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Mechanism Of Protein Folding Unraveled, With Eventual Implications For Treating,,Diseases Caused By Folding Errors

The process of how a protein changes from an initially shapeless string of amino acids to a three-dimensional structure with nooks and crannies of biologically active sites is often called the second half of the genetic code. This transformation is called protein folding.

Research at the University of Pennsylvania Medical Center has recently added some revealing clues as to how this conversion is managed and corrects some misconceptions about how rapidly folding occurs. This active area of research has taken on even more importance with the growing knowledge that errors in protein folding can lead to such deadly and debilitating disorders as Alzheimer's disease, Huntington's-related diseases, and prion-related encephalopathies. A report on this study appears in today's issue of Nature Structural Biology.

How a protein manages to fold is a seemingly impossible problem, suggests S. Walter Englander, PhD, a professor of biochemistry and biophysics at the University of Pennsylvania School of Medicine: "Even with a small, 100-amino-acid-long protein, the number of possible three-dimensional structures that the protein might manifest is larger than the number of molecules in the universe." Protein biologists believe that the amino-acid sequences laid out by the genetic machinery contain chemical instructions for the pathway that carries each protein to its final structure.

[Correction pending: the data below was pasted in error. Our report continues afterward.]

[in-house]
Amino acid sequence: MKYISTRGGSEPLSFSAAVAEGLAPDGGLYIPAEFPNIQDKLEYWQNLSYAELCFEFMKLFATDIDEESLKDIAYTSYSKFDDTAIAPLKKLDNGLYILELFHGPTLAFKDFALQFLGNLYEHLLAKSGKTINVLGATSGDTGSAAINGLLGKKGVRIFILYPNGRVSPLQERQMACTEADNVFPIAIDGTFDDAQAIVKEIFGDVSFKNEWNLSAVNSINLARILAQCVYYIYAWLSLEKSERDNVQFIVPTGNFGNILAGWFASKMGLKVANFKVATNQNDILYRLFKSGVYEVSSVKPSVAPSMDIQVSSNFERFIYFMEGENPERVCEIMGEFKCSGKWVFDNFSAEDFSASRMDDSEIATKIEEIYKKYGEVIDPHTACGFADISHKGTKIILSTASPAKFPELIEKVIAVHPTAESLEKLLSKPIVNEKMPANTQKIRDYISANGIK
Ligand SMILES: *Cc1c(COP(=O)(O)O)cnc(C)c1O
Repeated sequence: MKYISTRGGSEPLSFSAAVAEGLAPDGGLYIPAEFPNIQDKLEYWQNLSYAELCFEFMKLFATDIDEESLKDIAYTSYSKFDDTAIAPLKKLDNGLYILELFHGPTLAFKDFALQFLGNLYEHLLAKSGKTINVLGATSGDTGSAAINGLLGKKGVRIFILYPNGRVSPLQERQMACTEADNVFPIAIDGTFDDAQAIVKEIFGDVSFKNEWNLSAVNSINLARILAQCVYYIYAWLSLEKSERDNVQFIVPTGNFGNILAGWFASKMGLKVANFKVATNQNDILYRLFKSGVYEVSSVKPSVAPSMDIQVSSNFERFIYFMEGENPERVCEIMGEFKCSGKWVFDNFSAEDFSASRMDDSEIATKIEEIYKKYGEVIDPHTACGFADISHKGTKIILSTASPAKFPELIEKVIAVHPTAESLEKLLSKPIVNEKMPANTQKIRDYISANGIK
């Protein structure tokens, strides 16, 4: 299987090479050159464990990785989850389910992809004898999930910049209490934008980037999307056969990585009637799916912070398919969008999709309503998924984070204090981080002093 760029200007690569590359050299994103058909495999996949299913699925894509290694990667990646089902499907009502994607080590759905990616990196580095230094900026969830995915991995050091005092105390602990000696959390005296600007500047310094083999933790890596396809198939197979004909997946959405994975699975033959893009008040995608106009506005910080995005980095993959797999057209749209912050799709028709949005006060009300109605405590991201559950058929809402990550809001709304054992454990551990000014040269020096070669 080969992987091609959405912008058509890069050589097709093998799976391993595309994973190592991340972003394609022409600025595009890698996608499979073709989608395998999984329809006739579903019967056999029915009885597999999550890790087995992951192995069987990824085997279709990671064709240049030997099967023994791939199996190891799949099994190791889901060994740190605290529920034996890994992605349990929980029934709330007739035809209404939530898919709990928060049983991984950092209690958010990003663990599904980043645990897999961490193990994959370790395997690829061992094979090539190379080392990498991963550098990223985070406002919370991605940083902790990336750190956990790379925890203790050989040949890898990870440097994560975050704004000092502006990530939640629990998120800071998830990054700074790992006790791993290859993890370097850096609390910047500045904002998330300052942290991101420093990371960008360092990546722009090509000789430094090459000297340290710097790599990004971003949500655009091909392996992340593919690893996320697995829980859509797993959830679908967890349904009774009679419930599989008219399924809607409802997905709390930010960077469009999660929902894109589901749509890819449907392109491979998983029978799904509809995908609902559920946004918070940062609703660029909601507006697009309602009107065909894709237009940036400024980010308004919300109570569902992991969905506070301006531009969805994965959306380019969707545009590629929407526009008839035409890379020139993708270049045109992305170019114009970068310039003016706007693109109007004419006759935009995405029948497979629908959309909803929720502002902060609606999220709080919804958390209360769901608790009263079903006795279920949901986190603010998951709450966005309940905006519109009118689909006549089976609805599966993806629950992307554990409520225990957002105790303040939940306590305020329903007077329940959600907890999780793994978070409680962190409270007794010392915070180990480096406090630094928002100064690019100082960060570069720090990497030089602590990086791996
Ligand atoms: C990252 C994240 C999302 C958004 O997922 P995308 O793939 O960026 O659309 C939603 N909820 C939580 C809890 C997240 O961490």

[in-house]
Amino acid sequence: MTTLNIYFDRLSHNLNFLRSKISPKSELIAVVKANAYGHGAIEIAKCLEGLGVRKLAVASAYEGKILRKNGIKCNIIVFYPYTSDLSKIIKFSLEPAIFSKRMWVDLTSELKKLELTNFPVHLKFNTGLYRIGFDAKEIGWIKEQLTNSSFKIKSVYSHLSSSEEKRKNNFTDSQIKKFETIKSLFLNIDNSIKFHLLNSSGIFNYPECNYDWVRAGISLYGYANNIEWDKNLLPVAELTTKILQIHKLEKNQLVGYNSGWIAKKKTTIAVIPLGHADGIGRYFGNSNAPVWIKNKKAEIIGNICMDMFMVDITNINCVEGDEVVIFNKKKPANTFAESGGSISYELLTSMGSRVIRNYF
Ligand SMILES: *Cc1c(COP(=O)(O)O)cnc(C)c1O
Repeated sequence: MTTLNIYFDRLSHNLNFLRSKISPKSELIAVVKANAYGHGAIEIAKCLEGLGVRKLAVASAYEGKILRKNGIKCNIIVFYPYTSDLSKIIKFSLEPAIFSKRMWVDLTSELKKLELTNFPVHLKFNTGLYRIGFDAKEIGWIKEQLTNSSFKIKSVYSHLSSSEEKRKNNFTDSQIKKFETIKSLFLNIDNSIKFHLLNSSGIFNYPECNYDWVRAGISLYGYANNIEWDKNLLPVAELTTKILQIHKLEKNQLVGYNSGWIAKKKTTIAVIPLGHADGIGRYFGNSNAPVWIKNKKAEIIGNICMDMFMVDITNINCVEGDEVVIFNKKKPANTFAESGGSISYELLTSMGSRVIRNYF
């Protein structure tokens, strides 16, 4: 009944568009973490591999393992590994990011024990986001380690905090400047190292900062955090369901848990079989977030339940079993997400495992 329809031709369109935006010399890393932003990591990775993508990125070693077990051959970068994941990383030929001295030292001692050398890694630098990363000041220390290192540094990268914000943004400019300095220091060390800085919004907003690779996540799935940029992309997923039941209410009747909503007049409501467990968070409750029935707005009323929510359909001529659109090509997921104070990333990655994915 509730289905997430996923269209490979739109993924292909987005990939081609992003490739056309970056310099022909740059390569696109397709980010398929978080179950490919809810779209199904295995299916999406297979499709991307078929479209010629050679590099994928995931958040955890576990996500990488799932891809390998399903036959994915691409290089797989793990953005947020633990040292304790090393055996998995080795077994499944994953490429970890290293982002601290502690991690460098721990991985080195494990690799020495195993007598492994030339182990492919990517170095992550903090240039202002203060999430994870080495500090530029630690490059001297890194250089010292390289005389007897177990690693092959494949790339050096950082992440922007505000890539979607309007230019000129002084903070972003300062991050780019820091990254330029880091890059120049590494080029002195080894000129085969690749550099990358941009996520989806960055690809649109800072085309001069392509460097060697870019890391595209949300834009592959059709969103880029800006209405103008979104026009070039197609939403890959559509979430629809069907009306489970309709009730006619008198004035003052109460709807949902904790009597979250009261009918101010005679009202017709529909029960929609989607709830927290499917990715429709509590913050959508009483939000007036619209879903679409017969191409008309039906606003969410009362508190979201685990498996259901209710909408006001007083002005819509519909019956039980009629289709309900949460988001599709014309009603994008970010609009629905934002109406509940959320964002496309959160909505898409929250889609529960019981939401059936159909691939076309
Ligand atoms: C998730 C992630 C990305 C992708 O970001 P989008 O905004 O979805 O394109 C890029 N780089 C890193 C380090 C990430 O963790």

The Penn experiments show that the amino-acid chain progresses through a series of pre-determined, intermediate arrangements. Englander's lab has demonstrated that the protein cytochrome c builds its structure in steps by first making helices at either end that lay at right angles to each other. Then, strands, loops, and other helices build up against that initial foundation until the final arrangement is reached. All this can occur in less than one second, but trouble can arise along the way. "A few years ago we showed that on the complicated journey to their fina
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Contact: Karen Young Kreeger
kreeger@mail.med.upenn.edu
215-614-0290
University of Pennsylvania School of Medicine
1-Oct-1998


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